Turkey announces counterterror plan in Syria

Turkish Defense Minister Hulusi Akar, right, and US Chairman of the Joint Chiefs of Staff Joseph Dunford speak during their meeting in Ankara on Tuesday. (AFP)
Updated 11 January 2019

Turkey announces counterterror plan in Syria

ANKARA: A day after American officials visited Turkey to discuss and coordinate the US military withdrawal from Syria, Ankara on Wednesday said preparations to eliminate Daesh and other terrorist groups in northern Syria are underway. 

Turkish President Recep Tayyip Erdogan previously committed to his US counterpart Donald Trump to eradicate all remnants of Daesh in Syria. 

But Ankara has strongly objected to recent American conditions for withdrawing from Syria, such as Turkey guaranteeing the safety of Syrian-Kurdish forces allied to the US. 

The meeting between National Security Adviser John Bolton, Chairman of the Joint Chiefs of Staff Gen. Joseph Dunford and special envoy on Syria James Jeffrey and their Turkish counterparts was dominated by this disagreement.

Erdogan reportedly declined to meet with Bolton. Before visiting Ankara, Bolton had said Turkey should coordinate any military moves with the US.

Experts say Turkey will not undertake a large-scale operation in northern Syria amid the presence of US troops. 

Aaron Stein, director of the Middle East program at the US-based Foreign Policy Research Institute, said Turkey’s options depend on moves by other actors in the Syrian conflict.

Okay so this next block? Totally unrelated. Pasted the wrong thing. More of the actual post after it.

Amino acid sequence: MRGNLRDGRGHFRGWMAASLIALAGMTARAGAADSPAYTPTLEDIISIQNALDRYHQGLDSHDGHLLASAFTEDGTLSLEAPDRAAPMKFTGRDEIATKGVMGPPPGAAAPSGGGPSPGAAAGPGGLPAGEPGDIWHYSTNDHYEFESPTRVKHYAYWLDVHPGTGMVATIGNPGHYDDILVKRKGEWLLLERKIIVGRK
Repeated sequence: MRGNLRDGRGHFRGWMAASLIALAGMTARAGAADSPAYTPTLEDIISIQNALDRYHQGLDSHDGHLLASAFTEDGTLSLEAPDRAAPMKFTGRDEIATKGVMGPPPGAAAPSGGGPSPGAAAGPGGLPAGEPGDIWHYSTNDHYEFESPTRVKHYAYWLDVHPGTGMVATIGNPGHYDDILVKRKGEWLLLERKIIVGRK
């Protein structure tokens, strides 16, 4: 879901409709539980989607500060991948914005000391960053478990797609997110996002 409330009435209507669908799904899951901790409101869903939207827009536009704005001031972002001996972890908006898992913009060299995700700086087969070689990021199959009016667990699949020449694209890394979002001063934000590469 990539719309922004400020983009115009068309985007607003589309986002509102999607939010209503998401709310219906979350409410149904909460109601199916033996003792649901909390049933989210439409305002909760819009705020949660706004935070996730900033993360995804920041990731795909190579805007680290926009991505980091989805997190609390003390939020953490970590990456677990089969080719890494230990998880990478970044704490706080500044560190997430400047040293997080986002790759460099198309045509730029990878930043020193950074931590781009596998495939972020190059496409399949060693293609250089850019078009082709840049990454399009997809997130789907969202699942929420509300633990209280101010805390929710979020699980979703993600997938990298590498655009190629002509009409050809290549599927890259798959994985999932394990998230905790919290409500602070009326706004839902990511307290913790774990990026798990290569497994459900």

“Ankara is negotiating with Russia, which is in separate talks with the SDF (Syrian Democratic Forces) and the (Syrian) regime” about the Kurdish-controlled northeast of the country in light of the US plan to withdraw, he told Arab News. 

“Moscow will want to keep Turkey in the tent, but it will also have to manage relations with Damascus, which is clearly annoyed by the prospect of even more Turkish soldiers on its territory.”

If Damascus and the Kurds can reach an agreement on the return of the regime’s authority in the northeast, that will dictate the scope of a Turkish operation or whether it will take place at all, Stein said.

The implosion of the Turkish-Russian deal over the “de-escalation zone” in Syria’s Idlib province will be influential in the near future, he added. 

“Turkey hasn’t been able to uphold its commitments (regarding the Idlib deal), which could strengthen Russian leverage over Ankara,” he said.

“Or Moscow could look the other way should things between the Kurds and the regime go south and no agreement is reached, which could give way to a Russian green light for a Turkish operation.”

Since last month, Erdogan has threatened to conduct a cross-border operation in areas held by the Syrian-Kurdish People’s Protection Units (YPG), and dispatched military reinforcements along Turkey’s border with Syria. 

Jesse Marks, Middle East analyst and Fulbright scholar at Cambridge University, told Arab News: “Turkey’s plan of action after US forces leave is dependent on how the process of withdrawal is implemented and what changes on the ground occur during this period.”

He said: “The Kurds might reach an agreement with the Syrian government over the northeast. This could pave the way for a transition of northeast Syria to Russian forces to prevent an immediate Turkish offensive, followed by a final handover to Damascus further down the line.”

Turkey is in a diplomatic position to negotiate with the US and Russia simultaneously in order to seek a better range of outcomes in its favor, Marks added.